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    For NDA Aspirants Girls

    The first batch of 19 women, aged 16 to 19.5, have joined the National Defence Academy in Pune’s Khadakwasla. They will undergo a three-year ‘gender neutral’ training and will be prepped to lead troops on battlefields


    It’s time for women to make reach newer heights in India armed forces. And they are all set for the challenge.


    The first batch of 19 cadets has joined the tri-services training academy, National Defence Academy (NDA), in Khadakwasla, Pune. As part of the NDA (Women)’s 148th course, they will report on Tuesday, according to a report in The Print.


    The first lot will begin its three-year training, which the academy has said will be conducted in a “gender neutral” manner. Of the 19, 10 will join the Indian Army, six will be inducted into the Air Force, and three will be part of the Navy.


    The training


    A dedicated support staff will facilitate the training of the girls, between the ages of 16 to 19.5. Training will be conducted keeping in mind that the women officers will be required to command troops of men.


    “The training objective at NDA shall continue to remain as a centre of excellence for producing military leaders equipped with professional, moral and physical attributes required for leading the troops to victory in the future battlefields,” the defence academy had said in a press statement in March.


    There will be minimal changes to the curriculum when it comes to academics, drills and outdoor training. But the physiological differences between male and female cadets mean that some aspects of physical training might be altered.


    For the accommodation of the women cadets, one of the squadrons has been identified and was refurbished with amenities and requirements specific to their training. In the long term, a separate squadron is being planned exclusively for them.


    The cadets


    Among the 19 cadets are two girls from Kerala Ann Rose Mathew from Kochi and Sreelakshmi Haridos from Thrissur. Both received calls to join the NDA on 6 August, reports The Times of India.

    Mathew is the daughter of a naval officer. A first-year BTech student, she was passionate about joining the defence forces. “I grew up seeing my dad in uniform and he is my inspiration. My mother wanted to see me in uniform,” she told the newspaper.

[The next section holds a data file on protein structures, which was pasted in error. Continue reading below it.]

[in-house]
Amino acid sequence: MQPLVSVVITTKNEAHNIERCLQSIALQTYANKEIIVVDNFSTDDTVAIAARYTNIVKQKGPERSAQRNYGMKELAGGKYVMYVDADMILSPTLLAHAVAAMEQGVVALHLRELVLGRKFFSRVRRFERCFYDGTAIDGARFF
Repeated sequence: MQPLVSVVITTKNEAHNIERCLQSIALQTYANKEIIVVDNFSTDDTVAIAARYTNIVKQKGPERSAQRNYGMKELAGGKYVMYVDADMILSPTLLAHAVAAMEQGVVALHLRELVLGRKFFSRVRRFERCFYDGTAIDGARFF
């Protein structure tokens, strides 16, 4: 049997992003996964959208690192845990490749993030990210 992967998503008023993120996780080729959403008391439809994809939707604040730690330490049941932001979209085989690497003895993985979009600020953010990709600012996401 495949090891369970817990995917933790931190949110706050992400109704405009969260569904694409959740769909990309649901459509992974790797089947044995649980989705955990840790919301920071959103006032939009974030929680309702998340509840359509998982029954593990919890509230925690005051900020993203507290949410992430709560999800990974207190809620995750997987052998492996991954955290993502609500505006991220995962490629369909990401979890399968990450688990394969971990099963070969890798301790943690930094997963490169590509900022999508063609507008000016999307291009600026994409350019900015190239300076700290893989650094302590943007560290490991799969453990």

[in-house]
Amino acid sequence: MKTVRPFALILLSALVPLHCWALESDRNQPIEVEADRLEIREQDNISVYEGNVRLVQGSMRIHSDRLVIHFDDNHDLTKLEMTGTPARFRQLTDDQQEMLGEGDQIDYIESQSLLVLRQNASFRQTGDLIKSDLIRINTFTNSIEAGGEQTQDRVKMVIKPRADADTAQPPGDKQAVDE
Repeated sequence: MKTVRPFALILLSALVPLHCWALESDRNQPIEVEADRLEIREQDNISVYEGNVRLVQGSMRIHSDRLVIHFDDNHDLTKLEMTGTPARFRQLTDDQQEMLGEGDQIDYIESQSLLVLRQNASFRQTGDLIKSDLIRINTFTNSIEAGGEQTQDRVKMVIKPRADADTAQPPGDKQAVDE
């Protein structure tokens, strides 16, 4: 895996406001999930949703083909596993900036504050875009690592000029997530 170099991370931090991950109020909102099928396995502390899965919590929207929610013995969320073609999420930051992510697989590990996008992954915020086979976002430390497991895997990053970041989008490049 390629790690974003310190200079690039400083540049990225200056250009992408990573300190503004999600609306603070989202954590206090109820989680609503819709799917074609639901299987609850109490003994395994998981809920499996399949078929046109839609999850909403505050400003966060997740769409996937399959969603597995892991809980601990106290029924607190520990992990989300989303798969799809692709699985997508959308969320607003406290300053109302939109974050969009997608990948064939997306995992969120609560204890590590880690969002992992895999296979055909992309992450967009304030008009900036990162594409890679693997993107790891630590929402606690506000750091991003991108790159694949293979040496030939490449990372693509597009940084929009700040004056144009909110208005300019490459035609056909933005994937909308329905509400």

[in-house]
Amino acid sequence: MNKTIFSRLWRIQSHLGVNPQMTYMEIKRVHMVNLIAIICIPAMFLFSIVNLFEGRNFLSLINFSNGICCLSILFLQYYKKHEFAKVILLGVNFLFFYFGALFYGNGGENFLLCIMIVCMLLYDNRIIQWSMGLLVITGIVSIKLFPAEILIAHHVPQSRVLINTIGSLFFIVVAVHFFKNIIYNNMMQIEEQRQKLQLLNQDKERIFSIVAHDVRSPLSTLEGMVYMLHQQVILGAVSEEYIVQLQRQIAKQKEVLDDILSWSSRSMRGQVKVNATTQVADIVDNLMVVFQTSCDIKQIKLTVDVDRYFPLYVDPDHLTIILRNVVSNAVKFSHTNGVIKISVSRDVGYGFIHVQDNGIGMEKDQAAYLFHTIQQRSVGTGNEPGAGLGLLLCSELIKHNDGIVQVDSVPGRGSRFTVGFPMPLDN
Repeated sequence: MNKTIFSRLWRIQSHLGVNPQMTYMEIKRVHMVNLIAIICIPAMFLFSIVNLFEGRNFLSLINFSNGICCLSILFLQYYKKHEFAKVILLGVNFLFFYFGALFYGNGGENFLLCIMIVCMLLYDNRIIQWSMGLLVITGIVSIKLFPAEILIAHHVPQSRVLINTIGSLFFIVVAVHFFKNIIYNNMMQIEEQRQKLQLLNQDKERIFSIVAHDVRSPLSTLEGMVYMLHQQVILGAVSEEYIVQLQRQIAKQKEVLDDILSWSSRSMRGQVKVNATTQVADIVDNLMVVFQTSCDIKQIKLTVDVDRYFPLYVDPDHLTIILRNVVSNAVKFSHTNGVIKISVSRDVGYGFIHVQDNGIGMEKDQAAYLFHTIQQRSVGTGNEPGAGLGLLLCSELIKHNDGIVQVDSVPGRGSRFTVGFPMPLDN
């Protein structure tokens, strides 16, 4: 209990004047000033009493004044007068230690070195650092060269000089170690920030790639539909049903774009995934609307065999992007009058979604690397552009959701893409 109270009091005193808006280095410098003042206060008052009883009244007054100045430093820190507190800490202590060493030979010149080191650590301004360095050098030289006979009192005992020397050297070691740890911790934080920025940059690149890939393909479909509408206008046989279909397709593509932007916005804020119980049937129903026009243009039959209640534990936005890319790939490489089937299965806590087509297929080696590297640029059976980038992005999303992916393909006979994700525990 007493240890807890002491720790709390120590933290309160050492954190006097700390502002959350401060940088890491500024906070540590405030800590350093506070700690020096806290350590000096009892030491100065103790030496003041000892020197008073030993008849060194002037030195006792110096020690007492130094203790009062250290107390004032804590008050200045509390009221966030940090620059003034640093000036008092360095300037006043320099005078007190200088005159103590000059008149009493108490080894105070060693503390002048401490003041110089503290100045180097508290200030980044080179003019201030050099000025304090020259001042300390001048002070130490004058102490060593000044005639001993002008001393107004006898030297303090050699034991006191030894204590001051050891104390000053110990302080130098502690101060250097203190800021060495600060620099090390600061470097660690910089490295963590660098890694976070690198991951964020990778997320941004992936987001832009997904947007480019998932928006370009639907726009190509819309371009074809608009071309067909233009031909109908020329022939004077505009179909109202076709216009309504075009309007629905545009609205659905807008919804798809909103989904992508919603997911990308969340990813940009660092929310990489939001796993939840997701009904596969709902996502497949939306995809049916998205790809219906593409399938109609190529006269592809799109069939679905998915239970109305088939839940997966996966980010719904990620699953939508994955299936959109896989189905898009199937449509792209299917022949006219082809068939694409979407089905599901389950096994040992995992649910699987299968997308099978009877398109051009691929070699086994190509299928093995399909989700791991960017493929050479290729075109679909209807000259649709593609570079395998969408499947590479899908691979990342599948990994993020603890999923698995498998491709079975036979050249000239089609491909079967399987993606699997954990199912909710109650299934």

The girl’s mother passed away in April because of cancer but since Mathew cleared the exam and interview before that, her dream was fulfilled.


    Haridos is the daughter of a professor and a teacher and will join the NDA in the air force ground duty scheme, according to ToI.


    Mathew and Haridos ranked seventh and 12th among the women cadets.


    The topper among the girls is 19 years old Shanan Dhaka from Haryana. She came first among the women candidates and tenth overall in the entrance exam for the NDA.


    Dhaka belongs to a family that has served in the armed forces. Her grandfather was a subedar and her father retired as a Naib Subedar from the Army Service Corps.


    “I saw the respect being accorded to army officers. Plus the trust everybody has in army personnel really motivated me to join the service. It’s an opportunity to serve the nation with unparalleled pride and honour,” Dhaka told The Indian Express.


    While all eyes will be on the 19 cadets, the response from women wanting to serve the nation has been overwhelming. In September 2021, the Supreme Court permitted women candidates to appear for the NDA entrance examinations for the first time, paving way for them to take on combat roles.


    The women who want to serve the nation


    As per government figures, of the 5,75,856 applicants for the entrance exam, 1,77,654 were women.


    More than 1,47,000 women registered for the 2022 NDA exam. This is nearly 22 per cent of the total 669,000 applications received. The exam is held twice every year – in April and September.


    The role of women in the armed forces


    According to the defence ministry, a total of 9,118 women are serving as officers in the three defence forces as of February 2021.


    The highest percentage of women officers was in the Indian Navy as they comprised 6.5 per cent of its force with 704 lady officers.


    The government said there has been an increase in the number of women personnel in the armed forces (excluding the medical, dental, and nursing cadres) during the year 2020 compared to the figures in the year 2019.


    The first time women joined the Indian armed forces was back in 1888 when the Indian Military Nursing Service was created.


    The first women fighter pilots in the Indian Air Force (IAF) started flying MiG-21 Bisons in 2016.


    Women can be commissioned to the Army Air Defence (AAD), Signals, Engineers, Army Aviation, Electronics and Mechanical Engineers (EME), Army Service Corps (ASC), Army Ordnance Corps (AOC), and Intelligence Corps in addition to the prevailing streams of Judge and Advocate General (JAG) and Army Educational Corps (AEC).


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